Although they are small insects, bees play an enormous role in our ecosystem. These tiny pollinators make many of the foods we enjoy every day possible, however, in the past decade bee populations have declined by a shocking 30 percent each year. There has been much speculation about what caused this dramatic drop in bee numbers, but recent studies have named neonicotinoid pesticides as the major culprit.
These pesticides work by attacking the nervous system, which is incredibly effective for getting rid of unwanted insects, but unfortunately, they work the same on “pests” and bees alike. Neonicotinoids are believed to be at the root of Colony Collapse Disorder, so if we hope to see bee populations recover, we need to take action to eliminate the use of these pesticides.
The European Union has already put an all-out ban on neonicotinoids in place and millions of Americans have taken action by signing petitions demanding that Lowe’s, Home Depot and other major retailers stop selling these harmful chemicals. While a ban on neonicotinoids has yet to happen in the U.S., it looks like positive change for bees is finally starting to happen!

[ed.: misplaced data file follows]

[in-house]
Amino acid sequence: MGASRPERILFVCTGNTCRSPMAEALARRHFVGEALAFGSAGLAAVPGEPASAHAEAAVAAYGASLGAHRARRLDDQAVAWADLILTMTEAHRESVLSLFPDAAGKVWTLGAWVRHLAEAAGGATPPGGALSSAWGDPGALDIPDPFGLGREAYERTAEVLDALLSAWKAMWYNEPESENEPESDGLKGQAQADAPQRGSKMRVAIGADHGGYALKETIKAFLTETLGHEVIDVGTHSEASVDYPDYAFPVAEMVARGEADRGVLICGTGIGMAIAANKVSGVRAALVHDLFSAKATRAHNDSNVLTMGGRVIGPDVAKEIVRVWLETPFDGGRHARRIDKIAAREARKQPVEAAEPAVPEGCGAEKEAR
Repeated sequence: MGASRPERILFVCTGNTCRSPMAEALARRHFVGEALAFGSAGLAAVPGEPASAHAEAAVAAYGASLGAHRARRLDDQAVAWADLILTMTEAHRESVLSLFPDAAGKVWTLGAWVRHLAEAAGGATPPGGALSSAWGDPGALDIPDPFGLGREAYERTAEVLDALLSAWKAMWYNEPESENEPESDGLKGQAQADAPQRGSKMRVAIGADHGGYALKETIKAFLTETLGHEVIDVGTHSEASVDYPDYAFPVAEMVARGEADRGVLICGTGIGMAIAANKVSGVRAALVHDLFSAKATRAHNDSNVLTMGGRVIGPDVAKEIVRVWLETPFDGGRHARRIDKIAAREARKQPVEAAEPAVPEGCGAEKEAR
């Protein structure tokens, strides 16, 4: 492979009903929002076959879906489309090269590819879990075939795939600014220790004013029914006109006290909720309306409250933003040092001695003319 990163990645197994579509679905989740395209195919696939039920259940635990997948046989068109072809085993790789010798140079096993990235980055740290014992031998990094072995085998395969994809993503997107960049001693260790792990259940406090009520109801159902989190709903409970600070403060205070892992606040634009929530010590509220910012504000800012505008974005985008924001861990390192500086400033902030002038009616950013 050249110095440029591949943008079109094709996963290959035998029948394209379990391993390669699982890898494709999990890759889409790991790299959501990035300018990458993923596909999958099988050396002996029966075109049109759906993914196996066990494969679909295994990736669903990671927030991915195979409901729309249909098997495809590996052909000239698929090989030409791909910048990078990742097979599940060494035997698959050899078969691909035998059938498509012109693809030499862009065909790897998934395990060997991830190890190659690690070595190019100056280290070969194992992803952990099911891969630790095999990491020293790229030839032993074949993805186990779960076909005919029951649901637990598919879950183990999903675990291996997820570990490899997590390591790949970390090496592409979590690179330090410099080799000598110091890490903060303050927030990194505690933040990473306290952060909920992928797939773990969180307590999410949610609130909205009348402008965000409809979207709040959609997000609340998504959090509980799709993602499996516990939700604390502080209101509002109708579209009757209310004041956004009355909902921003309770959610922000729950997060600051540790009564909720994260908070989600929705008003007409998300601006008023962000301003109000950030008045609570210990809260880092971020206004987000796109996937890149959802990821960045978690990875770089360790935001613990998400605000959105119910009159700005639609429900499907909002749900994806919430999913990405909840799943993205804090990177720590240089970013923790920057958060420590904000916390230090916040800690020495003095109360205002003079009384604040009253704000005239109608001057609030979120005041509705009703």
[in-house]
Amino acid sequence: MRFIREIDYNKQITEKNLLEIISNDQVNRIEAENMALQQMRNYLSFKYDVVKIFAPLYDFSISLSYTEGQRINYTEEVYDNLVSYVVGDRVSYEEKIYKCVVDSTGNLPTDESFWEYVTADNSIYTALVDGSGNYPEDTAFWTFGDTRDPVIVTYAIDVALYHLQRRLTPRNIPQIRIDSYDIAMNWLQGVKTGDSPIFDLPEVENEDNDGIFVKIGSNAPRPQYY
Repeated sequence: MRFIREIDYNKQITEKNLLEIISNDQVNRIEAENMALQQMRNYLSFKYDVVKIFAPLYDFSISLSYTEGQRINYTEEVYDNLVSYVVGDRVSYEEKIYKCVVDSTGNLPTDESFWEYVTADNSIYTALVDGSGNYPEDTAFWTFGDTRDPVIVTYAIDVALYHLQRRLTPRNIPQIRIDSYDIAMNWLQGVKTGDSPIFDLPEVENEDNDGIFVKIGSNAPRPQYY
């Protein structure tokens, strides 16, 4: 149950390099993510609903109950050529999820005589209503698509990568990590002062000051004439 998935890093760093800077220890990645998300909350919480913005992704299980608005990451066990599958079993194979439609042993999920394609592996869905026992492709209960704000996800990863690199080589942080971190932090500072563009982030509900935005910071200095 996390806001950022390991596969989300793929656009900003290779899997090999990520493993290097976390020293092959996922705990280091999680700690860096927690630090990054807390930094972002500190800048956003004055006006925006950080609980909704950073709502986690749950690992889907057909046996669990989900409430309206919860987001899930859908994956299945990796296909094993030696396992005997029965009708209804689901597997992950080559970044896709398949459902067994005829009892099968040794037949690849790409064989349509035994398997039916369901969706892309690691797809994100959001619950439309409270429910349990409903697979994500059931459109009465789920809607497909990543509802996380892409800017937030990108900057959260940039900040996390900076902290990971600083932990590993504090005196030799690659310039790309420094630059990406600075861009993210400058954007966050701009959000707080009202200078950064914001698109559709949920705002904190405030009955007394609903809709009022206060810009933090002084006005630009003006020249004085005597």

A new report from Friends of the Earth, entitled “Growing Bee-Friendly Garden Plants: Profiles In Innovation,” found that greenhouses and nursery growers across the U.S. are taking proactive steps to make their businesses bee friendly by phasing out the use of bee-toxic pesticides.
All of the growers that Friends of the Earth interviewed reported dramatic cuts in their use of toxic pesticides, using creative natural methods to mitigate pest problems instead.
The report explains, “[A]lthough nursery and greenhouse use of these insecticides may not be comparable in quantity to agricultural use, it is highly targeted to plants that are grown intentionally for their flowers — plants that are attractive to pollinators. Hence, there are heightened concerns about neonicotinoids in nursery production.”
But this is not the only change that is happening, retailers are taking independent action to save bees by refusing to see products that contain neonicotinoids. Ace Hardware and True Value are a few of the big name stores that have ditched neonicotinoids and smaller home and garden stores across the U.S. are following suit.
While a full ban on neonicotinoids is needed in the U.S., this proactive action from retailers and growers alike shows that with a little bit of knowledge we can create amazing change.
To learn more about how you can help bees, check out this article. If we all play our part, we can ensure the survival of this critically important species!
Image source: Mibby/Flickr